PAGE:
In the most unorthodox of ways, Brazilians are stepping it up when it comes to responding to allegations of NSA spying.
President Dilma Rousseff already cancelled an official visit to the White House — the only such foreign official visit all year - in the wake of revelations that the NSA was spying on her personal email and telephone.
But beyond communicating that she would not be arriving for the visit, the country has pretty much given the United States the cold diplomatic shoulder. This is a stark contrast to most members of the European Union. They've called for diplomatic action after recent reports of NSA spying on at least 35 world leaders, including German Chancellor Angela Merkel, and civilians across the continent.
In Brazil, the government has instead decided to move beyond politics and start targeting foreign corporations that work within its borders, some of which have played a hand in cooperating with the NSA. Affected parties would mostly be large internet-based companies like Google and Facebook.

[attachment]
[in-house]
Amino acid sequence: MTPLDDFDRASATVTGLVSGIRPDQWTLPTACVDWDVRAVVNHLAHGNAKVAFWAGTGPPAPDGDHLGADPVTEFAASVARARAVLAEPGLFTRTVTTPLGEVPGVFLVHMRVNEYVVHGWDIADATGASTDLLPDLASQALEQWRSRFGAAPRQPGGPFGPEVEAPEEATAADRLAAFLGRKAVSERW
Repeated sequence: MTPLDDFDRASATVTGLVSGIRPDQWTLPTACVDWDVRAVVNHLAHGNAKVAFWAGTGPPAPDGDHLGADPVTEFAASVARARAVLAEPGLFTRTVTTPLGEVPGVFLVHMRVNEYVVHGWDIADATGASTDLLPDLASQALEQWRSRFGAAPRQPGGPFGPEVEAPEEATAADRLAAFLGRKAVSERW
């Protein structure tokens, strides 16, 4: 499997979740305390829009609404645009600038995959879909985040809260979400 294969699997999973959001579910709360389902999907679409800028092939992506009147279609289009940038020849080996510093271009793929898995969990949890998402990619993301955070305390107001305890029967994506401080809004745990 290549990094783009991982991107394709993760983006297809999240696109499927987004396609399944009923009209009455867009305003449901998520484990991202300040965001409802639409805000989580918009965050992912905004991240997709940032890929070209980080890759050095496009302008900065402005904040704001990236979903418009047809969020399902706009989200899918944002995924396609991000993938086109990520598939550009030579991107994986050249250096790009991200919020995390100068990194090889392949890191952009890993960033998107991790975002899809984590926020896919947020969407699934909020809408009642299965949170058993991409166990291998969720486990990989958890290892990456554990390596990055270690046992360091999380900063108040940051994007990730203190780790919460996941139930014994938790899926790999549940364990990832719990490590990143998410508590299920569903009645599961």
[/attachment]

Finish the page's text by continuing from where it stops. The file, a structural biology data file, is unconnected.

Recently Rousseff gave orders to her government to drop everything until they come up with legislation that would force these companies to keep all the data collected within Brazil inside the country. That way the data would be subject to the jurisdiction of Brazilian law, as opposed to keeping it in the United States, and thus the hands of the NSA.
Reuters took a look at the draft of the proposed law, and if passed, it will seriously piss Google off. “The government can oblige Internet service companies,” the draft says, “to install and use centers for the storage, management and dissemination of data within the national territory.”
According to research firm ComScore, violating the law would cost Google up to 10 percent of its annual sales in Brazil. The country is also the third-largest market for Android smartphones (owned by Google), according to Bloomberg.
The bill will be discussed on November 5, and is expected to get a vote on the following day.
If it passes, Brazil will be successful in sticking it to the NSA, by sticking it to a company that has played a role in international intelligence-gathering. By talking money over straight politics, Brazil might be able to send a message that the U.S. understands.
That's just like some gangsters. If you mess with them, they mess with your money. We’ll see how this plays out, and who, if anyone, follows suit.
Daniel Rivero is a producer/reporter for Fusion who focuses on police and justice issues. He also skateboards, does a bunch of arts related things on his off time, and likes Cuban coffee.